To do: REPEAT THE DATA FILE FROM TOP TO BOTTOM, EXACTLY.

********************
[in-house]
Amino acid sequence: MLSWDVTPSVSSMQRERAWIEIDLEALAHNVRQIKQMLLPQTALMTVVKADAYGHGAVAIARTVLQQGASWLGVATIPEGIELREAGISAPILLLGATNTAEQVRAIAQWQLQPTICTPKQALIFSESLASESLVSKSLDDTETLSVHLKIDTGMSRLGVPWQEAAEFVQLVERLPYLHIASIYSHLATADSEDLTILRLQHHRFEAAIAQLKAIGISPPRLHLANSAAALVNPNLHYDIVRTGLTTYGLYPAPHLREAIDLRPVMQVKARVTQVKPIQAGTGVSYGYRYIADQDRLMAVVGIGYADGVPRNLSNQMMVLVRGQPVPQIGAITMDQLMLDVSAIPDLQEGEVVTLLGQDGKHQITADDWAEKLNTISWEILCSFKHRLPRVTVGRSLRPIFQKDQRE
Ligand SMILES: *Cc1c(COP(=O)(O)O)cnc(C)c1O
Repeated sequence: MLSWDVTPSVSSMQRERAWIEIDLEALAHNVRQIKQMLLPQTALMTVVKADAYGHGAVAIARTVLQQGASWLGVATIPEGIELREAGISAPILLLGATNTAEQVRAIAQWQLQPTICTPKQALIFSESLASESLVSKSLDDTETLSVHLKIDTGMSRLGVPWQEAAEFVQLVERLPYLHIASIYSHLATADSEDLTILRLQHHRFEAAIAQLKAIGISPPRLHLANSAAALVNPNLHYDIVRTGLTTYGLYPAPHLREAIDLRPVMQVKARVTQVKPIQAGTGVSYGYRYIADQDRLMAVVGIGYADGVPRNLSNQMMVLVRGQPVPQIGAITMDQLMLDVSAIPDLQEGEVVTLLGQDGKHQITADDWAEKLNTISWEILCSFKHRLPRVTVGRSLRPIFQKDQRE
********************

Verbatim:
[in-house]
Amino acid sequence: MLSWDVTPSVSSMQRERAWIEIDLEALAHNVRQIKQMLLPQTALMTVVKADAYGHGAVAIARTVLQQGASWLGVATIPEGIELREAGISAPILLLGATNTAEQVRAIAQWQLQPTICTPKQALIFSESLASESLVSKSLDDTETLSVHLKIDTGMSRLGVPWQEAAEFVQLVERLPYLHIASIYSHLATADSEDLTILRLQHHRFEAAIAQLKAIGISPPRLHLANSAAALVNPNLHYDIVRTGLTTYGLYPAPHLREAIDLRPVMQVKARVTQVKPIQAGTGVSYGYRYIADQDRLMAVVGIGYADGVPRNLSNQMMVLVRGQPVPQIGAITMDQLMLDVSAIPDLQEGEVVTLLGQDGKHQITADDWAEKLNTISWEILCSFKHRLPRVTVGRSLRPIFQKDQRE
Ligand SMILES: *Cc1c(COP(=O)(O)O)cnc(C)c1O
Repeated sequence: MLSWDVTPSVSSMQRERAWIEIDLEALAHNVRQIKQMLLPQTALMTVVKADAYGHGAVAIARTVLQQGASWLGVATIPEGIELREAGISAPILLLGATNTAEQVRAIAQWQLQPTICTPKQALIFSESLASESLVSKSLDDTETLSVHLKIDTGMSRLGVPWQEAAEFVQLVERLPYLHIASIYSHLATADSEDLTILRLQHHRFEAAIAQLKAIGISPPRLHLANSAAALVNPNLHYDIVRTGLTTYGLYPAPHLREAIDLRPVMQVKARVTQVKPIQAGTGVSYGYRYIADQDRLMAVVGIGYADGVPRNLSNQMMVLVRGQPVPQIGAITMDQLMLDVSAIPDLQEGEVVTLLGQDGKHQITADDWAEKLNTISWEILCSFKHRLPRVTVGRSLRPIFQKDQRE